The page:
Buckwheat Crêpes

When most people think of crêpes, they picture the lightly colored, delicately thin pancake that is such an integral part of France's culinary culture.

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In reality, however, crêpes originated in Brittany and were made from buckwheat flour. They are much darker in color and have quite a different flavor. Brittany, on the northwest corner of France was not suitable for growing wheat, but when buckwheat arrived in the 12th century it thrived in the area and when buckwheat flour was mixed with water and salt, it made the first crêpe batter. These buckwheat crêpes are often called galettes and are still made in the traditional way in Brittany where batter is poured onto a hot surface called a billig and spread around with a wooden tool shaped like a rake and called a râteau.

Ingredients for buckwheat crêpes on a wooden table.

Buckwheat crêpes are made the same way you make sweet crêpes, but use buckwheat flour  instead. Buckwheat is actually not related to wheat at all, which is a bit confusing, but what this means (and here’s the good news for many of you) is that buckwheat is gluten-free! That means that at long as you make sure to get gluten-free buckwheat flour (some flours can’t make this claim because they are milled in the same factories as wheat flour), these crêpes, which use 100% buckwheat flour are gluten-free too. That is pretty fantastic for those trying not to eat wheat. 

Buckwheat crêpe batter in a blender.

Using a blender is the easiest way to make the batter – it ensures that there will be no lumps, but doesn’t over-process the batter. It’s quick and super tidy, but if you don’t have a blender, I suggest you whisk the dry ingredients to break up any lumps, whisk the wet ingredients to blend them well, and then combine the wet and dry until no streaks of dry ingredients remain. You will always want to thin the batter with water, but how much water depends on how much flour has been added and how long the batter has been sitting. The buckwheat will continue to absorb water, so if you make this several hours ahead of time, you’ll need to add just a little more water. 

Buckwheat crêpe batter in a bowl with whisk.

You can keep this batter in the refrigerator for up to 2 days, which means that you could make yourself a fresh crêpe every morning with the traditional Gruyère cheese, ham and fried egg. It honestly takes less time than it takes to toast a slice of bread! Alternately, you can make all the crêpes and freeze them for up to 3 months. Place a piece of parchment paper in between each crêpe and wrap well in plastic wrap before freezing and then let them defrost in the refrigerator until you can separate them before use.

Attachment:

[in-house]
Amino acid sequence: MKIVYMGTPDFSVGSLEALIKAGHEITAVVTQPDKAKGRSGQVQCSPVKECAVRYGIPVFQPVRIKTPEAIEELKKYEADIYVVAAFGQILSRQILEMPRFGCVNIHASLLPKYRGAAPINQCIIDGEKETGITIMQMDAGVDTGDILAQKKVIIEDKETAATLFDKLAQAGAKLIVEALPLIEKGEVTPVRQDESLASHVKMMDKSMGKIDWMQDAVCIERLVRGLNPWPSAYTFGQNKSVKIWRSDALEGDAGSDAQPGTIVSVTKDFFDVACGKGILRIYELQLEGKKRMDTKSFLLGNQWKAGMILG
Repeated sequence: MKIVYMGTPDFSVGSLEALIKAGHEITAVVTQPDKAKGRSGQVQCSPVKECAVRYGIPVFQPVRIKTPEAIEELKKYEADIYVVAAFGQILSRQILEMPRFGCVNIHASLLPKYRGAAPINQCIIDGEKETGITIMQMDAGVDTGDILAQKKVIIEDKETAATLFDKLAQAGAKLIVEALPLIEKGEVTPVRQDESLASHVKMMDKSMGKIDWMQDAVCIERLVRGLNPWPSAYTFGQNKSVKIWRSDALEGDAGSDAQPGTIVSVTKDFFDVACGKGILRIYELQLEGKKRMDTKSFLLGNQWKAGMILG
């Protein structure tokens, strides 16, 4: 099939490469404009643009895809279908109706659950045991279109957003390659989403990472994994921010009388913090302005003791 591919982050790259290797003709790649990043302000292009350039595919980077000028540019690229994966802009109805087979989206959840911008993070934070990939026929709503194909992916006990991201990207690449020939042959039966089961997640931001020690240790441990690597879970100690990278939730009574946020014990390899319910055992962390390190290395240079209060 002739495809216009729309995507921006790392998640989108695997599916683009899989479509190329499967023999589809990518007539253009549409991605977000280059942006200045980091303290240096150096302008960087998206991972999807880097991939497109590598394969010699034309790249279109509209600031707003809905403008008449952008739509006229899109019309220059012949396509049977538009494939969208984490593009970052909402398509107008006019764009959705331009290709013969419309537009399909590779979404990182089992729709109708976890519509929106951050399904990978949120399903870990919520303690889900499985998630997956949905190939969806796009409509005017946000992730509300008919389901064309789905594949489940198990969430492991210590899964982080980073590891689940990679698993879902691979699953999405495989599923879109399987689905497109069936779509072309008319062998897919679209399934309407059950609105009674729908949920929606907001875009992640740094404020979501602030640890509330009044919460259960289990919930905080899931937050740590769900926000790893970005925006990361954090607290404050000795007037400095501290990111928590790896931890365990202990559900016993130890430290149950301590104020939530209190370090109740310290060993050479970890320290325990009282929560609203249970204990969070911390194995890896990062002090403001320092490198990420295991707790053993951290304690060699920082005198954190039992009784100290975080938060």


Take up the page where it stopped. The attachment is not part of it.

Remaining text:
Buckwheat crêpe batter in a traditional crêpe pan.

These buckwheat crêpes are my choice for savory fillings, like chicken, mushrooms and leeks, or ratatouille, or flaked cooked salmon, lemon and goat cheese. If you are looking for a sweet crêpe version, I’ve got you covered here

Buckwheat crêpes shingled on a sheet pan.

Buckwheat Crêpes

  • Prep Time: 5 m
  • Cook Time: 20 m
  • Total Time: 25 m
  • Servings:
    10-inch crêpes


  • 1 cup whole milk or water
  • 2 tablespoons unsalted butter melted
  • 2 eggs
  • ½ teaspoon salt
  • 1 cup buckwheat flour
  • ¼ cup water or hard apple cider
  • butter for greasing the pan


  1. Combine the milk, butter, eggs and salt in a blender. Pulse a few times to combine.

  2. Add the buckwheat flour and pulse again just until blended and then thin with water to the right consistency.

  3. Pre-heat a 10-inch skillet or crêpe pan over medium heat.

  4. Brush the pan with a little melted butter and then pour in enough batter to just cover the bottom of the skillet. If you have any excess batter in the pan, pour it back out into the batter bowl. (Measuring with a ¼ cup measure is a great way to be consistent.)

  5. Reduce the heat to medium and cook the crêpe for 1 minute on one side. Loosen the edge of the crêpe with a silicone spatula and then grab the edge with your fingers, lift it out of the pan and flip it over. Cook for another minute on the second side and then turn it out of the skillet onto a plate.

  6. Repeat for as many crêpes as you need, or until you run out of batter, monitoring the temperature under the pan to keep the crêpes from burning or not cooking quickly enough.

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